Taliban insurgents have threatened to carry out revenge attacks after a US soldier went on a shooting rampage in Afghanistan, killing at least 16 civilians.
Nine children and three women were among those killed, shot as they slept in their beds. Four men were also killed and five others were wounded.
Afghanistan's President Hamid Karzai described the attacks as "impossible to forgive", saying in a statement on Sunday:
There are fears of reprisals on both British and American soldiers after a statement on the Taliban website described the attack as committed by "sick minded American savages" and vowed to "take revenge from the invaders and the savage murderers for every single martyr" news agency AFP reports.
Colonel Richard Kemp said the massacre will also cause an erosion of the vital trust allied forces have built up with Afghan civilians over the course of the war, and that the attacks could result in revenge attacks on British soldiers.
He told ITV's Daybreak: "One of the most important things that our forces do day-to-day in Afghanistan is to build up trust with the local people and get them to turn against the Taliban and provide extremely important intelligence that enables us to take the Taliban networks apart.
"That trust is going to be eroded by this kind of incident, so not only are we likely to see protests and possibly American, possibly British soldiers killed over what happened on Saturday night, but also a very severe weakening of the relationship between many of the people in Afghanistan who were supporting us."
The former commander said relations between international security forces and the Afghan government would also be weakened as a result of the murders, which took place in two villages close to a US army base in Panjwai, southern Kandahar, on Saturday.
President Barack Obama has phoned his Afghan counterpart to offer his condolences and expressing his "shock and sadness" at the massacre while military officials vowed to bring those responsible to justice.
An investigation has been launched into the incident, which was described by the UK ambassador to Afghanistan as a "completely out-of-the-ordinary event".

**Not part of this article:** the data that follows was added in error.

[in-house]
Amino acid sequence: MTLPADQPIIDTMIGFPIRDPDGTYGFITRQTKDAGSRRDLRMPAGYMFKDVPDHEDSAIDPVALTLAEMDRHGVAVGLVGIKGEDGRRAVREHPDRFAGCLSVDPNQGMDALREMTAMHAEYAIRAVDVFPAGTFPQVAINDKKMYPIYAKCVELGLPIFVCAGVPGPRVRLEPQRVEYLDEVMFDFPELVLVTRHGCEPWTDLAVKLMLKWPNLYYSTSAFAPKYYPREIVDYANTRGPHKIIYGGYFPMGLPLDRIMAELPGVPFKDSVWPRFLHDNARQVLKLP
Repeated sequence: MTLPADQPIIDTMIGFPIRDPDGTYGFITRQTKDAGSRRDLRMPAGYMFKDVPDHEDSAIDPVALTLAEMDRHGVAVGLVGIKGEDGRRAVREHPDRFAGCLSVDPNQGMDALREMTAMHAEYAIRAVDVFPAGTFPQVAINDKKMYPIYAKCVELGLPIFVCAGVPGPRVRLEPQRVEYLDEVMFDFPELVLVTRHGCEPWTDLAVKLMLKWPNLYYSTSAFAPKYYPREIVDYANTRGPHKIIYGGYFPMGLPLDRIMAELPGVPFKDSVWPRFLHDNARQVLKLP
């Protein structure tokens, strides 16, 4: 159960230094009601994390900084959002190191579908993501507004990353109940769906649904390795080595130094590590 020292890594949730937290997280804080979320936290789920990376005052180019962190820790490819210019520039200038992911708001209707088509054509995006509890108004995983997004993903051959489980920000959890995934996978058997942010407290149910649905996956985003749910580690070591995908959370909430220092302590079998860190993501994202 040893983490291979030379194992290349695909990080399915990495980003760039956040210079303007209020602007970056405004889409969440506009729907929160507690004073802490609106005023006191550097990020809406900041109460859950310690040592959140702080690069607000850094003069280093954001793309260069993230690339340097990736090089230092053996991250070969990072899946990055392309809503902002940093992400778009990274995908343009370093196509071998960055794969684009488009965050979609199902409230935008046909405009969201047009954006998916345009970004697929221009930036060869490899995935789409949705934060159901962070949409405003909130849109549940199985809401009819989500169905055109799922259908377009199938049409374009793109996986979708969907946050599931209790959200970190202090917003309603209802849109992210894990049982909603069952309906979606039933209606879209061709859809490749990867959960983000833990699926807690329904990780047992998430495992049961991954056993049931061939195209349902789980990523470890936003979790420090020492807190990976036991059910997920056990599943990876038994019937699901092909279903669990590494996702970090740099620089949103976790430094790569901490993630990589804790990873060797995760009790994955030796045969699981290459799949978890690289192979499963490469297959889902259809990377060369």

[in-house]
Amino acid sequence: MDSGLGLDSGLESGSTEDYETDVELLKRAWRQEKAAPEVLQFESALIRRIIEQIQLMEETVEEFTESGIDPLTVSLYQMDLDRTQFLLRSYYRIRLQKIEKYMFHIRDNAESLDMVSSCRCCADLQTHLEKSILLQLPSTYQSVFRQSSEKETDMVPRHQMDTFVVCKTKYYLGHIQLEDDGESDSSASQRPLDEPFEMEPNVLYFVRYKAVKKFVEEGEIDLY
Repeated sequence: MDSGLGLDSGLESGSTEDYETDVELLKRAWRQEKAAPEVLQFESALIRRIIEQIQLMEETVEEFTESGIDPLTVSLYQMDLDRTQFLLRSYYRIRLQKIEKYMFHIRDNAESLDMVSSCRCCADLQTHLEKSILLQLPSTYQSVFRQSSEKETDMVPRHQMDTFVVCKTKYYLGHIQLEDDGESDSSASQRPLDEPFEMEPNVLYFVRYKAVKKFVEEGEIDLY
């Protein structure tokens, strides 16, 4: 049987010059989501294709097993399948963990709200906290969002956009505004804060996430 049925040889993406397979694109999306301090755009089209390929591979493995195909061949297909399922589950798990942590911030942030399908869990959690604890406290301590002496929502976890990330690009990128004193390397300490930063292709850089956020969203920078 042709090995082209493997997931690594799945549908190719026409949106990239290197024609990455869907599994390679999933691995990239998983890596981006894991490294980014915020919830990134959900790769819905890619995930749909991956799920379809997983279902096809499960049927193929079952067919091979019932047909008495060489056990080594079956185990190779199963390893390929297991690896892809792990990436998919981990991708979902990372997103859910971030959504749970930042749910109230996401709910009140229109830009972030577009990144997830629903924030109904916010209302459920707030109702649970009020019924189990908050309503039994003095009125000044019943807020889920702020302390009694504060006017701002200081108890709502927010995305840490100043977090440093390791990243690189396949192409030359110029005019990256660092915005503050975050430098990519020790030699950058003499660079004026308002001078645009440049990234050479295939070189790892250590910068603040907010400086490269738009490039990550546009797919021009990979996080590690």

The service member, an Army staff sergeant, is being detained in Kandahar, in the south of the country, with indications suggesting he handed himself in following the massacre.
ABC reports that the sergeant was a '38-year-old father of two' and there has been some speculation that the soldier was drunk when the attacks took place.
Sir William Patey, who retires from the job next month, told BBC Radio 4's The World This Weekend the deaths in southern Afghanistan had nothing to do with Nato operations.
He said: "It's obviously clear from what we know so far, and we obviously have to await the outcome of an investigation, that this looks like the apparent act of a single individual and is no part of any Nato/Isaf operation. So we proceed in that context.
"This is not something that has characterised Nato/Isaf's presence over the last 10 years in Afghanistan. It's a unique event, out of the blue."
The shootings took place in the villages of Balandi and Alkozai in Panjwai, southern Kandahar, about 500 yards away from a US base.
In a statement released by the White House, President Obama said: "This incident is tragic and shocking, and does not represent the exceptional character of our military and the respect that the United States has for the people of Afghanistan."
Nato officials also apologised for the killings, which have sparked fears of reprisal attacks against allied troops serving in the country.
Lieutenant General Adrian Bradshaw, deputy commander of Nato forces in Afghanistan, said: "I wish to convey my profound regrets and dismay at the actions apparently taken by one coalition member in Kandahar province.
"One of our soldiers is reported to have killed and injured a number of civilians in villages adjacent to his base. I cannot explain the motivation behind such callous acts but they were in no way part of authorised Isaf military activity."
The shooting is certain to raise tensions in the region further, after mass protests followed the burning of the Koran by two American soldiers at the end of last month. Some analysts viewed the book-burning as a "tipping point" for the country, likely to substantially increase support for the Taliban.
The deteriorating security situation led to the British embassy removing all non-essential staff from its offices in the Afghan capital, Kabul.
Sky News quotes the US embassy in Kabul as saying: "We deplore any attack by a member of the US armed forces against innocent civilians, and denounce all violence against civilians.
"We assure the people of Afghanistan that the individual or individuals responsible for this act will be identified and brought to justice."
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